Comunidade of Nagorcem-Palolem, mentioned in the respective
plan and map of acquisition, and valued at Rs. 318.08/-, be
acquired for transfer to the said inhabitants, was considered. The
notification further shows that the in-charge of the Government
of the State of India, officiating with powers which were
conferred upon him under Section 31 of the Colonial Act and
under Section 21 of Section 33 of “Carta Organica”, of the
Portuguese Colonial Empire, determined as follows:- “It is
declared that the acquisition of the mentioned plot is of public
utility and pressing, and it should be followed in terms of the
law”. Thus, it is clear from the above that there was a declaration
published in the Government Gazette that the acquisition of the
plot situated at the plateau of Delem belonging to the comunidade
of Nagorcem-Palolem, for Rs. 318.08/- was for public purpose and
was utmost necessary. There is on record the oral evidence of
PW1, Mr. Antonio S. Souza in respect of the said acquisition. He,
inter alia, deposed that the Government paid Rs. 318/- as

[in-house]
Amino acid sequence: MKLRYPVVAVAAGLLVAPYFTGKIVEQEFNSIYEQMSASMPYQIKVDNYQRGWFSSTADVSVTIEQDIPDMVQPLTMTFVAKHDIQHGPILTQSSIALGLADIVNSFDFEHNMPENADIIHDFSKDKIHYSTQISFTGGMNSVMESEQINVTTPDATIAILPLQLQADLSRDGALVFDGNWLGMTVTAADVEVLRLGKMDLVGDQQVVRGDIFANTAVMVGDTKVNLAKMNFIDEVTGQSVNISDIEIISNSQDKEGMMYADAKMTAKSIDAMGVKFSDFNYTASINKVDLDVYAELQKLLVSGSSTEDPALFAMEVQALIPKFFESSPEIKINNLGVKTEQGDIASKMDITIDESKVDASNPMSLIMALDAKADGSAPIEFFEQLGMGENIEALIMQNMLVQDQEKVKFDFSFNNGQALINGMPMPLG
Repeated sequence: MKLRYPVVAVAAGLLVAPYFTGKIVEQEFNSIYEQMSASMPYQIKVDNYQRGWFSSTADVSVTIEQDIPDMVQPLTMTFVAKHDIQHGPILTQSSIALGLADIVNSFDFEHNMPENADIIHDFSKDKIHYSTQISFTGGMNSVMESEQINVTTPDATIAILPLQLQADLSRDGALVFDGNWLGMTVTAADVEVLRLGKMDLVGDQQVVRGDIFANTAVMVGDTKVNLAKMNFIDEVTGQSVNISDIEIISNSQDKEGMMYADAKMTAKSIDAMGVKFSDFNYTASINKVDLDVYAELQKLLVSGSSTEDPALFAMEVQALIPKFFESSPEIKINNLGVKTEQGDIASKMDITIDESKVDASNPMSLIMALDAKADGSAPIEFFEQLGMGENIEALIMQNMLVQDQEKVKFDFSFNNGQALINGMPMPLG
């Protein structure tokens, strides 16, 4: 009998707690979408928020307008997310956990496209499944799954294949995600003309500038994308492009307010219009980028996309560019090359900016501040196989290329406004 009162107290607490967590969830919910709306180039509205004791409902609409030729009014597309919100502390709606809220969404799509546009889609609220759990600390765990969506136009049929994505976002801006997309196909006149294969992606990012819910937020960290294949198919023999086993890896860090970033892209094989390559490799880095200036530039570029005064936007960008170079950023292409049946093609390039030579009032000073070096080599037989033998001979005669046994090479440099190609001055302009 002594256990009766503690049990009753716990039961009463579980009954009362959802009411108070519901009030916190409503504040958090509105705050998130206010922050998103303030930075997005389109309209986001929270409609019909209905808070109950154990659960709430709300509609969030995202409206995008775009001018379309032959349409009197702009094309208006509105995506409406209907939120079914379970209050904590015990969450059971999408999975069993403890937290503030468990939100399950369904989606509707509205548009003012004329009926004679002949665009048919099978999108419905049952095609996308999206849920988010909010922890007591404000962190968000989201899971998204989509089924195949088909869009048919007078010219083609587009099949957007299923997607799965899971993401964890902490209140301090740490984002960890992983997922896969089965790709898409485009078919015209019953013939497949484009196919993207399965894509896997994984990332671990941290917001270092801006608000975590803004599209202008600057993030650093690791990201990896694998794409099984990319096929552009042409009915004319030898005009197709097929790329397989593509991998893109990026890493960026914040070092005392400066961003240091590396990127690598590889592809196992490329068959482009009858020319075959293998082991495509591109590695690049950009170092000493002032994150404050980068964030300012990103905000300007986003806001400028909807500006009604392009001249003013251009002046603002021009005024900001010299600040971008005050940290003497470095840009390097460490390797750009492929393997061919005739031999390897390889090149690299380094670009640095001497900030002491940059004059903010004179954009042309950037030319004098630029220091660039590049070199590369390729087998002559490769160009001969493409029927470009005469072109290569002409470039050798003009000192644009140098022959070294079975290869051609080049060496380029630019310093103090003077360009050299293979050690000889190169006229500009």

compensation for the said acquisition. This fact of payment of
compensation towards acquisition has not been denied by the
defendant. There is not even a suggestion to PW1 and other
witnesses of the plaintiff to the effect that the property was not
acquired by the Government. In paragraph 4 of the written
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statement, the defendant himself has averred that the property
was divided into plots after obtaining sanction from the then
Governor in 1938. DW1, Mrs. Luiza Barreto, wife of the
defendant, has admitted in her cross-examination that prior to the
allotment of the said plot, they were residing at Delem and that
their people, on that occasion, had applied to the Government to
give them some place somewhere as Delem was affected with
malaria. She initially stated that she does not know whether the
Government acquired plot belonging to the comunidade of
Nagorcem-Palolem and that the said plot was divided into small
plots. However, She admitted that in the said plots, the internal
roads were constructed by the Government. DW1 has further
deposed as under:-
“ I admit that the Governor General, in the said
notification, has fixed the price for the said plot of
the communidade of Nagorcem-Palolem acquired
by the Government for distribution, at Rs. 318/-. I
say that in the said Gazette,
it is not mentioned
that the Govt. paid Rs. 318/- but it is mentioned